For over the past three decades, gene therapy has consistently tried to improve its method to cure diseases by developing several mechanisms. Industry experts have researched meticulously to allow doctors to treat a disorder by replacing genes. Javier García, the CEO and Co-founder of Viralgen Vector Core, has incorporated new technologies for medical treatments that improve the health and lives of people.
In recent years, Javier García has led the strategy and implementation of several projects that have marked the forefront of the global biotechnology sector. He has become a global reference as a manufacturer of AAVs for gene therapy. This prompted its acquisition by Bayer in 2020 as part of the AskBio acquisition, for $4 billion.
He is also the co-founder of Columbus Venture Partners, a venture capital firm focused on driving the most disruptive early science and its translation into the market. After the success of Viralgen and other projects in the first two funds, he has just launched a third one with 120 million euros.
Social responsibility is a key aspect of his activity. He is the co-founder of Columbus Children’s Foundation that started in Spain in 2017 and expanded into the US in 2018. The Foundation is specifically aimed at accelerating treatments for children with ultra-rare diseases.
We at Insights Success caught up with Javier García to know more about his journey and how Viralgen is meeting the unmet needs for manufacturing gene therapies.
Below are the highlights of the interview:
Brief our audience about your journey as a business leader until your current position at Viralgen. What challenges have you had to overcome to reach where you are today?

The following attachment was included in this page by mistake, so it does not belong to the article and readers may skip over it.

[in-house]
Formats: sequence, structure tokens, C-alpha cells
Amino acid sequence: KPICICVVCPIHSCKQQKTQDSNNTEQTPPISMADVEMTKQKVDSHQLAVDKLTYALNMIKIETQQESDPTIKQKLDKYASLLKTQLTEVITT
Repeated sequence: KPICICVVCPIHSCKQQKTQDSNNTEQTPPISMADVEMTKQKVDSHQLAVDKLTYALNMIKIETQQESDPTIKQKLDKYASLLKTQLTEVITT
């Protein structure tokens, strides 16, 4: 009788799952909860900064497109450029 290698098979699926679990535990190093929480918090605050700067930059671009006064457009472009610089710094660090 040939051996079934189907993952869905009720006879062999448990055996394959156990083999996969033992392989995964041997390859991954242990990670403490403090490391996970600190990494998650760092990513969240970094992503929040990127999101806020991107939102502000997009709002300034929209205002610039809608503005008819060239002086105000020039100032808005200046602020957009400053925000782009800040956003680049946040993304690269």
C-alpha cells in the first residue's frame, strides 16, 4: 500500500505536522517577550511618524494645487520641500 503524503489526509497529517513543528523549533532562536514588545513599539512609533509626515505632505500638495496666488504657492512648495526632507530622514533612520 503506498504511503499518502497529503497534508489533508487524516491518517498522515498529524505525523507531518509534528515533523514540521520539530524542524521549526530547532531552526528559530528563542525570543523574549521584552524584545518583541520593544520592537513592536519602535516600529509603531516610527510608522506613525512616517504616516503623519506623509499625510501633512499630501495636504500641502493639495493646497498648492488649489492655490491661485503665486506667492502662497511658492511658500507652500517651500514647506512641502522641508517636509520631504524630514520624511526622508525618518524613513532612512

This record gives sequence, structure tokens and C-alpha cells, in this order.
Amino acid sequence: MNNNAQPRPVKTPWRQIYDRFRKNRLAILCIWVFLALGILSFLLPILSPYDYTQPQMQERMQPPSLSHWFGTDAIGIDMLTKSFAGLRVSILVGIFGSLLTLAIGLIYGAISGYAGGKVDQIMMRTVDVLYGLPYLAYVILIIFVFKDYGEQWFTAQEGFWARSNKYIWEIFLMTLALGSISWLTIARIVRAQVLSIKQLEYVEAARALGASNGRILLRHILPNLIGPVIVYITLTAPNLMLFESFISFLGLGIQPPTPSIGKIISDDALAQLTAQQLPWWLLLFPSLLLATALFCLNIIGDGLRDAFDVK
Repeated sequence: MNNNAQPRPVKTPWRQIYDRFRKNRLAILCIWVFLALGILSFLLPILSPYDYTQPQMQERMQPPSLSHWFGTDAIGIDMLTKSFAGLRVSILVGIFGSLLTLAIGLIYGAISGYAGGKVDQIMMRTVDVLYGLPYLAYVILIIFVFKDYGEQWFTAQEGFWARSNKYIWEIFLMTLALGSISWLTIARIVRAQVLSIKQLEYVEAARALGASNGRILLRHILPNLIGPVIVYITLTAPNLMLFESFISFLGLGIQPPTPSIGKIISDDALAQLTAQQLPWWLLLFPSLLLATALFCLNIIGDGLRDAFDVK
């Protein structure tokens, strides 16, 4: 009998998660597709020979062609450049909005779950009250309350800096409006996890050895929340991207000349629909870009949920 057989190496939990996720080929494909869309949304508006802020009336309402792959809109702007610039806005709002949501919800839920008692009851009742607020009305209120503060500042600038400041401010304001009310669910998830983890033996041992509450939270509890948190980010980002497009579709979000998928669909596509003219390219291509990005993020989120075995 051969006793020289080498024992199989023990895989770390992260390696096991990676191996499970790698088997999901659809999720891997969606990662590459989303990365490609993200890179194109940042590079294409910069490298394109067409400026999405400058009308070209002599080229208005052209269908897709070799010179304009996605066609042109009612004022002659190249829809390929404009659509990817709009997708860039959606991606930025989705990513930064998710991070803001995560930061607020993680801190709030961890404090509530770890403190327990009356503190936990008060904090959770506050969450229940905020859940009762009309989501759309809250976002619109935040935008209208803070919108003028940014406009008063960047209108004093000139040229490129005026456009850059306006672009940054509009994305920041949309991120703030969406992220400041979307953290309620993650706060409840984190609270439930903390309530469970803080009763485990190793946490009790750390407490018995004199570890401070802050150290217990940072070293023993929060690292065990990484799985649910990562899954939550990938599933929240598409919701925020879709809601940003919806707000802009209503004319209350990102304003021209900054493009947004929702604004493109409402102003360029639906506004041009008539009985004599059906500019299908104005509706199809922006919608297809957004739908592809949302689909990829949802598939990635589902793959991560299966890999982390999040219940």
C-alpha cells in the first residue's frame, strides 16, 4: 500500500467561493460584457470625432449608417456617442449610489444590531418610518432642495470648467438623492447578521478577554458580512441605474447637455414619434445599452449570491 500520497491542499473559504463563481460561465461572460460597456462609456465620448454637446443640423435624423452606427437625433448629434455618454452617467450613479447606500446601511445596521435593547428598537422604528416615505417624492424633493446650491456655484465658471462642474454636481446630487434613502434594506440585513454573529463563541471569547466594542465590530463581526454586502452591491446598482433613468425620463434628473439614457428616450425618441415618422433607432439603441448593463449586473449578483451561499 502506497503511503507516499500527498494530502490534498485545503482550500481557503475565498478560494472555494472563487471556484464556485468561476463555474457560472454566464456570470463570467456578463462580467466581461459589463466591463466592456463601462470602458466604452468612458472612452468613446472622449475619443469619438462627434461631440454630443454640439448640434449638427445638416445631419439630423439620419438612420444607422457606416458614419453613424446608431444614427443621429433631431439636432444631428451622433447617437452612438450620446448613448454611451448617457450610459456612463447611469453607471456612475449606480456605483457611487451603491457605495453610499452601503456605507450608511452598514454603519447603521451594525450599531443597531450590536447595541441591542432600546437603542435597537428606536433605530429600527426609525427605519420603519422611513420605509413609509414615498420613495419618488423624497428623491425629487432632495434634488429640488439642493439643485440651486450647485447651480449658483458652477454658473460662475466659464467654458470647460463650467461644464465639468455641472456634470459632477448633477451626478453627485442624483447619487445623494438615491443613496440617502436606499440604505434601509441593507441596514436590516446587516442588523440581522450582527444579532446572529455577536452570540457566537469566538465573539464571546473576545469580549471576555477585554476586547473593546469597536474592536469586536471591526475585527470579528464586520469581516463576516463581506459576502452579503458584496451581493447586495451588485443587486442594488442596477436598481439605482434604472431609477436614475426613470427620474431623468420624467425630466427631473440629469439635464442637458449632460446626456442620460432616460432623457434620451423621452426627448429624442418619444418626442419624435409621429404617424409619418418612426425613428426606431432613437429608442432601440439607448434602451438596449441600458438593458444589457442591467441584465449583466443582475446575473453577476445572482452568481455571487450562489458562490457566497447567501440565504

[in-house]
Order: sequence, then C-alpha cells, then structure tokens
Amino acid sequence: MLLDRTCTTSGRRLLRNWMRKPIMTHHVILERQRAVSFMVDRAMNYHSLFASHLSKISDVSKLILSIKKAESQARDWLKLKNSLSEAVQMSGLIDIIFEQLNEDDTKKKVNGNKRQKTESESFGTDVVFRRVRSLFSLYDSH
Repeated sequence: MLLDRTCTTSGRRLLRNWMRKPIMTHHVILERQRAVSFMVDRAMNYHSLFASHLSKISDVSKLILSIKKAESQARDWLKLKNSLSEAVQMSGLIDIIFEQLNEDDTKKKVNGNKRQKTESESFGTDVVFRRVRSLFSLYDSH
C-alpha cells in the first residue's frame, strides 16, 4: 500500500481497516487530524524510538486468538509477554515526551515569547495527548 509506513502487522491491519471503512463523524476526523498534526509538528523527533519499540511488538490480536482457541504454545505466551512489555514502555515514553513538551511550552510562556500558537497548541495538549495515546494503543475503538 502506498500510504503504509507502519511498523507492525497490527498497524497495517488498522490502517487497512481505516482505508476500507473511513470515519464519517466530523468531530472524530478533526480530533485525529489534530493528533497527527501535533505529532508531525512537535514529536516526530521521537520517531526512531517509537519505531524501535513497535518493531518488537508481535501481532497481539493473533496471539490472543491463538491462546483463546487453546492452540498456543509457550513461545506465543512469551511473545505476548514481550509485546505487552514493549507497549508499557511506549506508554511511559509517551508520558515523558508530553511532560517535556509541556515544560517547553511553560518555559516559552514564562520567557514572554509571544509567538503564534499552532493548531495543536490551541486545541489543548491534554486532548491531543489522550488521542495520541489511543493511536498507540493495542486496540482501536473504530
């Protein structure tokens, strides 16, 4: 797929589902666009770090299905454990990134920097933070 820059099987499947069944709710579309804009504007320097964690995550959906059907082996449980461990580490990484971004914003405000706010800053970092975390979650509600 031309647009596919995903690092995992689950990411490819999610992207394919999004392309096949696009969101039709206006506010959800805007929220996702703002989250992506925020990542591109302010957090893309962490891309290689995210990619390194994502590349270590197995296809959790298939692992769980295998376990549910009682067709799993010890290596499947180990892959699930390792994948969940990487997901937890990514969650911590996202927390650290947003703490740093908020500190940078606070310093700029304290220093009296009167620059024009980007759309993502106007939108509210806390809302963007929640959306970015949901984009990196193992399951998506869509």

My main professional motivation has always been the creation of value and transformation in the healthcare industry. To devise and develop new projects that have a real impact on people’s lives and wellbeing has been a constant. I started my first entrepreneurial experience in 1986.
I end up working for Eli Lilly for 25 years. I developed my career in Information Technology and later in Business Development. In IT, I lead the digital transformation of the company in the R&D and commercial areas. As Vice President of Business Development, I was involved at the core of innovation acquisition and licensing.
In 2012, I became an independent consultant for biotech companies and research centers. It was in those years that I met my partner, Damià Tormo, with whom we decided to create Columbus Venture Partners in 2015. We have now three funds and more than $250M under management.
The main challenge I faced was to ensure that I really could have the freedom to create a vision and execute it outside a pharma company. Pharma companies are great places to work and learn but leaving a pharma company from an executive position and finding a meaningful place to make a difference is not so simple. It requires discipline, a very definitive commitment to learn and adapt to the world without the protection of a large corporation.
Tell us something more about your company and its mission and vision.
Viralgen was born in response to one of the most pressing needs of the gene therapy market. There was a manufacturing bottleneck that Viralgen helped to address with unique technology, a world-class team, and extra production capacity.
Viralgen’s goal is to provide access to AAV gene therapy solutions for people with genetic diseases. To achieve this, its mission is to accompany its customers throughout the entire process, from development to commercial manufacturing, so that they get the best quality product at the right time and on the right scale and price.
Enlighten us on how you have made an impact in the BioTech niche through your expertise in the market?